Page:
Thoughts about the F-word

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When it comes to training prescription, the relation cost-benefit in any exercise is what defines its functionality. On the other hand, from a competitive perspective, any compensatory strategy is the cost required to obtain a given benefit. Or simply, the difference between Gold and Silver.

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However, it’s not a matter of “if” but “when” such physical abuse will end haunting a given “offending” performer (for instance, spondylolisthesis disease in female gymnasts). Having said that, in most training scenarios, 4 or 6 centimeters less of ROM wont give us medals but it might keep us Functional and less prone to injuries while training.




Would you bother talking to any of the guys in these pictures about “Valgus collapse”, “compensatory pronation”, Lumbar hyperextension" or “potential spondylolisthesis”?




To many, “Functional” (the “F-word”) can be defined as “whatever makes a purpose”. To others, in a fitness conditioning environment, “It refers to specific moments within a training session where given movement patterns are grooved to be transferred into a specific sport or daily activities”. As it turns out, those definitions might only describe the Extrinsic (external) viewing of the biomechanical function but ignore both the physiological & neuromuscular components of the Intrinsic (Internal) viewing and its potential imbalances when Human movement occur.

The Biomechanical viewing incorporates the osteokinematics and anthtokinematics inherent to human movement and the resulting force vectors imparted on body tissues. Understanding the Biomechanical function helps clinicians and coaches to comprehend how entire kinetic chains work and its involvement in both, movement and pathology.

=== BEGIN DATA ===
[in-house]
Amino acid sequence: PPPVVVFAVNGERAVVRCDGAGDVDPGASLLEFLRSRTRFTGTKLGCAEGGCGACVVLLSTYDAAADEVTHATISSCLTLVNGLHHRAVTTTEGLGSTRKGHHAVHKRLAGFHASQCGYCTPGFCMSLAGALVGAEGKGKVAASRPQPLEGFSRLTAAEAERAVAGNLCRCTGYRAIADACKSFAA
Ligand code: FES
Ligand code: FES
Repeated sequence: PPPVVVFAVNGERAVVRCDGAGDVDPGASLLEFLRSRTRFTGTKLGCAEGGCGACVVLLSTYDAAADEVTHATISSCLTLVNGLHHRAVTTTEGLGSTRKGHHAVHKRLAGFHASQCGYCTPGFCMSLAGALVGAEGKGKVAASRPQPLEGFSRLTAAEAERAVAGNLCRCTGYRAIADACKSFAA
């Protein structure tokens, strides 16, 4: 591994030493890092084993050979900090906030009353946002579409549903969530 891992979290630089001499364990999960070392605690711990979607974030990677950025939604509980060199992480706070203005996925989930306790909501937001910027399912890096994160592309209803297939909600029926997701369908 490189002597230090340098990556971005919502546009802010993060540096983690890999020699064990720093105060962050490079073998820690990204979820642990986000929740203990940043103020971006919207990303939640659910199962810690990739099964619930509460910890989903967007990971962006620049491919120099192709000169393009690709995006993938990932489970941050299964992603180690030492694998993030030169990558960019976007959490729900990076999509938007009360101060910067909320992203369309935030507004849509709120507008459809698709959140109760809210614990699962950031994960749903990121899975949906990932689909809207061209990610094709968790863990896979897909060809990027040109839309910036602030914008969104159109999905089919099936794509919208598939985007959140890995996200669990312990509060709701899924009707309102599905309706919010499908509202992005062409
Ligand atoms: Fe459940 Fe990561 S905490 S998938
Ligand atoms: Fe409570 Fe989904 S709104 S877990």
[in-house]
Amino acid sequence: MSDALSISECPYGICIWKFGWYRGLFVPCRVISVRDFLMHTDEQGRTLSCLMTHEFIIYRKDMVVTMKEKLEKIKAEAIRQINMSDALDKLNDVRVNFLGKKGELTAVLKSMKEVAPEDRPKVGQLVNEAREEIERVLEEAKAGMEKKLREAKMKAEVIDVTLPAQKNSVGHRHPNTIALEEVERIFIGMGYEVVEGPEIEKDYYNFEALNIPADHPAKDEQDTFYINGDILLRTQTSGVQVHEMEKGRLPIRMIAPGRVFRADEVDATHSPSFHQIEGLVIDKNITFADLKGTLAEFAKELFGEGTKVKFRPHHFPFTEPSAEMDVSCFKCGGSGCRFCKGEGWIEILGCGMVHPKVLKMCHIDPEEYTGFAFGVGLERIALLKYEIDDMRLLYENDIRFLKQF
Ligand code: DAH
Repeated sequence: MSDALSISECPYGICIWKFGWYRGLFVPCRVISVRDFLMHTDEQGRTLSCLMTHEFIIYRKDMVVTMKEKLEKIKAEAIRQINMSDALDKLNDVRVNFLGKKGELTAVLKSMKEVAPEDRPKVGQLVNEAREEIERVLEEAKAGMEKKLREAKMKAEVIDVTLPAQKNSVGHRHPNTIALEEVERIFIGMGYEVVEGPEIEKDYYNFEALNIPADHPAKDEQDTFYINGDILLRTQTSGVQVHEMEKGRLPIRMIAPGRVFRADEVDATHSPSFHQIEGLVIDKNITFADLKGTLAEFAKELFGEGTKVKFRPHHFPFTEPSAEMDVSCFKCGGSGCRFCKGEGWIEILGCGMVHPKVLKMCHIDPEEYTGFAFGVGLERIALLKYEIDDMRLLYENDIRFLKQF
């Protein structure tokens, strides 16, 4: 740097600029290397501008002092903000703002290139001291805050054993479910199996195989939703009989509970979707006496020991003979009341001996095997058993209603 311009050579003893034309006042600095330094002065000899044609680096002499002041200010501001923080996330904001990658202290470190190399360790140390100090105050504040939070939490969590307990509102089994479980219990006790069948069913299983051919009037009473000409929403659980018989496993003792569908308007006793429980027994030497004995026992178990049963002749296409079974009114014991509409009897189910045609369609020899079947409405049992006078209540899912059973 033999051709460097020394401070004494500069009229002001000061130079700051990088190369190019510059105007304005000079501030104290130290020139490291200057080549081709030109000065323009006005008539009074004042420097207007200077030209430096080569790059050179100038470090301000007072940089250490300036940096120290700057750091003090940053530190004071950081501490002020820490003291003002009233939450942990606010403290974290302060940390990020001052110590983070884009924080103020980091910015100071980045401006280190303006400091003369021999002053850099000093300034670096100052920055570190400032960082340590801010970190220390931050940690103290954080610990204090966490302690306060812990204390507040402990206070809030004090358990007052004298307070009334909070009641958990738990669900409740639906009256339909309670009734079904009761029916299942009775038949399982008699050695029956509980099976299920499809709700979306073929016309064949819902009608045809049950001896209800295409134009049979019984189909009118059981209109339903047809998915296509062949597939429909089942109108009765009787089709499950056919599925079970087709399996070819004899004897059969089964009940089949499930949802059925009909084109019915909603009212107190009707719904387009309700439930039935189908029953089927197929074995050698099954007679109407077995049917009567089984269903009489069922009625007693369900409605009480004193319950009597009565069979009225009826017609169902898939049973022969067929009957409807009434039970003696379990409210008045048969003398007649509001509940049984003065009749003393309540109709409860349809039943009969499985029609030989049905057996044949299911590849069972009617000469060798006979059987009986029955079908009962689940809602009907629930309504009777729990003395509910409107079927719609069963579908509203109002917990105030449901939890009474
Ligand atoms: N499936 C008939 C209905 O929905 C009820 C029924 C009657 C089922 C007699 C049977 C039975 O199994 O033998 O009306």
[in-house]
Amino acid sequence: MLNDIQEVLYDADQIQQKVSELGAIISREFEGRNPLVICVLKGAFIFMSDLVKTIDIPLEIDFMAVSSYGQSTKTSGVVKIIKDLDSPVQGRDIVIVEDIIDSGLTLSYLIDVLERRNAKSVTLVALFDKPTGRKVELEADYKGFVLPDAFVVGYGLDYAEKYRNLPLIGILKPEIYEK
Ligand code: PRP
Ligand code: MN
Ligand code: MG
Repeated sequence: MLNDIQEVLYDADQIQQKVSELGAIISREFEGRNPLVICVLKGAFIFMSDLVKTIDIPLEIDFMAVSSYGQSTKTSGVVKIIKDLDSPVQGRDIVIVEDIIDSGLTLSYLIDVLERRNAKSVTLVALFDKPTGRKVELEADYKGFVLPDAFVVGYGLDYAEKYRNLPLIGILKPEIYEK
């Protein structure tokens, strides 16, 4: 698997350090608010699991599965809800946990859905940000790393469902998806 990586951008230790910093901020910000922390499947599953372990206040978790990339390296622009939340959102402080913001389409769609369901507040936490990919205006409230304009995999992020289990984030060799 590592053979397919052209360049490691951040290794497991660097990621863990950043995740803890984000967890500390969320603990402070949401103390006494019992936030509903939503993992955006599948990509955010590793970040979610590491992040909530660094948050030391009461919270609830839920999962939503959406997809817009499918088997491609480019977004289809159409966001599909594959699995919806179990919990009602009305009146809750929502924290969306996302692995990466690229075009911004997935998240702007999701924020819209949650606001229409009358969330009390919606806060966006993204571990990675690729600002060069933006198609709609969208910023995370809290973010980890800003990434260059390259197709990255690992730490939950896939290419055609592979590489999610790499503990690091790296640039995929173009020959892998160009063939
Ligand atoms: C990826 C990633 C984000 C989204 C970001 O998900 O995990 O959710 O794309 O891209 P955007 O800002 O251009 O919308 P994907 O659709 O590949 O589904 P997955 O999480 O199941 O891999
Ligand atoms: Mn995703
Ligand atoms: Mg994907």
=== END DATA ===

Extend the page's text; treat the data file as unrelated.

The 3 views of functional imbalances (physiological, biomechanical and neuromuscular) are interdependent in the human body. As the pictures accompanying this post reveal, biomechanical unbalances (such as segmental compensation) could be caused by physiological or neurological dysfunctions.

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Physiological Function is the response of tissue to dysfunction and damage, as well as healing process itself. In that order, understanding the differences between Structural and Functional pathologies is essential with both therapeutic and athletic conditioning scenarios.

Neuromuscular Function refers to sensorimotor aspects of adaptation to movement (such as proprioception and reflexes). Understanding the process of motor control contributes to rediscover or correct motion patterns trough appropriate exercise prescription.

Sadly, unfair misinformation is the result of poor research. Yet our Health & Fitness Industry has been invaded with waves of laughable arguments against the value of some resources of neuromuscular adaptation (e.g., unstable surfaces, suspended-unstable-resistance and accommodation resistance.) However that’s a topic that I’m happy to discuss in a different post.

As an anecdote, a few weeks ago I was a participant in this course where the lecturer asked his assistant to demonstrate a push-up with 4 point of support: Both feet and hands. No issues. Then, he proudly requested the “ultimate exercise progression”: Three points of support or one arm push-up. In order to facilitate his feat, the assisstant set his feet as further apart as possible, dropped one hip, rotated both LS and TS and protracted the scapula. I stopped watching after 3 or 4 reps. Then, I couldn’t help myself but intervene to point out that such progression was unnecessary for most people including the person doing the demonstration given that excessive segmental compensation was very obvious . The lecturer turned and responded, “Yes, but elite gymnasts can do it correctly”. Then, I replied, “Precisely, enough reason to avoid it. That progression is useless if the goal is making someone better. In fact, I doubt one-arm-push-ups are suitable even for most elite gymnasts”… At that point, understandably, I wasn't considered anymore an inquisitive participant and suddenly became the smart-ass-workshop-crasher to the eyes of the presenter. It wasn't like i couldn't sleep that night though. I hope you got my point: Performance training is what you do to become better at something. Training Performance is where you show-off, sweat, might get tired but not necessarily getting good at anything. Performance training implies "Functionality". Training performance doesn't. Even if it might be "Fun", though. Thanks for reading. Will